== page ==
“The new King Abdulaziz International Airport project is a good example of such important investment. It is essential that the Saudi government continue with those policies to support the efficient development of connectivity by avoiding unreasonable taxes and onerous regulation, and building sufficient infrastructure,” said Tyler.

In addition, aviation-enabled tourism into the Kingdom employs a further 139,000 people and supports some SR23.6 billion of economic activity annually, the report said.

During his visit, Tyler also met with Saudi Arabian Airlines Director General, Eng. Khalid Almolhem, executives of Saudi Arabian Airlines, and government officials.

In total, aviation and aviation-enabled tourism accounts for 3.2% of Saudi Arabia’s GDP and 3% of employment, the study noted.

Topics under discussion included further liberalisation of airspace and the development of Saudi Arabian Airlines and aviation in the Kingdom.

“Aviation is a force for good in our world. The industry has turned our planet into a global community by connecting people to business, bringing products to markets, facilitating journeys of discovery and uniting families and friends. This has a significant economic impact. Globally, aviation provides employment to some 57 million people and supports $2.2 trillion in business. And in Saudi Arabia, aviation and aviation-enabled tourism supports 3.2% of the Kingdom’s GDP and 3.0% of the workforce,” said Tyler. IATA’s Director General and CEO also noted the intention by the government of Saudi Arabia to enable an e-customs platform, and hoped that this could lead to a phased implementation and eventually facilitate


The IATA also concluded agreements to accredit Saudi Arabian Airlines’ training centres as authorised training centres of the IATA Training and Development Institute. This is seen as a significant step for the development of aviation’s human capital in the region. Meanwhile, the possibility that Saudi Arabia could open its domestic market to other airlines in the Gulf Cooperation Council (GCC) might lead to the liberalisation of the skies in the Middle East. Earlier this year, Saudi authorities announced that they were seriously considering a move to allow other carriers from within the GCC access to operate services in the Kingdom’s domestic market.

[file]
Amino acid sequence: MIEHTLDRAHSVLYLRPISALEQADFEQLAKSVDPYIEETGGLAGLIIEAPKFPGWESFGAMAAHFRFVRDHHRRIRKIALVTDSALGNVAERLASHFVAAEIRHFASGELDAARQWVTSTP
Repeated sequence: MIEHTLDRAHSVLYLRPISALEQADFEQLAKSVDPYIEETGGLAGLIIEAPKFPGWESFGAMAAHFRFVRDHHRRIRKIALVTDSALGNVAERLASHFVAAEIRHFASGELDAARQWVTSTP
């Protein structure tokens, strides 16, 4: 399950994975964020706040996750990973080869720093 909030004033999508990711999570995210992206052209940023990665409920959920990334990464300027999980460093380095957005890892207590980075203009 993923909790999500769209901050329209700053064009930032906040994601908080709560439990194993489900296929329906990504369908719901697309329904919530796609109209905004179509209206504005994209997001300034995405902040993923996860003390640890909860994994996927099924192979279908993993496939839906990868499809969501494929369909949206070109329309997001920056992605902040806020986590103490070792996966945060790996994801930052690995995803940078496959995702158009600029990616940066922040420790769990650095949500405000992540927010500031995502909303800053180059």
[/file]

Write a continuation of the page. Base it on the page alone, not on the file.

Over the past decade, the gap between growth rates in Middle East long-haul and intra-regional traffic has widened. Between 2000 and 2010, intra-regional and domestic traffic in the Middle East expanded about 150%, compared with a 179% increase in international traffic, with the bulk of the latter accountable to the Gulf carriers, full service and low-cost carriers (LCCs). This trend is expected to continue. Over the next 20 years, intra-regional and domestic traffic is expected to expand at about 5-5.1% p/a, well behind the overall forecast traffic growth of 6.4-6.6% p/a. Domestic and intra-regional growth rates in the Middle East are expected to be roughly in line with average global traffic growth, despite the fact regional economic and population growths are expected to grow substantially above world averages. Intra-regional traffic will be driven by increasing regional prosperity, the high labour mobility between Arab countries and young local populations. One positive sign is the regional fleet outlook. Wide-body aircraft have dominated aircraft ordering in the Middle East over the past decade, but in recent years, substantial numbers of short-haul aircraft have been added to regional order books. Much of this has been driven by the arrival and expansion of LCCs, as well as smaller Middle East carriers adopting new operational niches. LCCs today still only supply a little more than 11% of Middle East intra-regional capacity, yet account for more than one-third of the region’s narrow-body orders. Saudi Gazette, 17/10/2012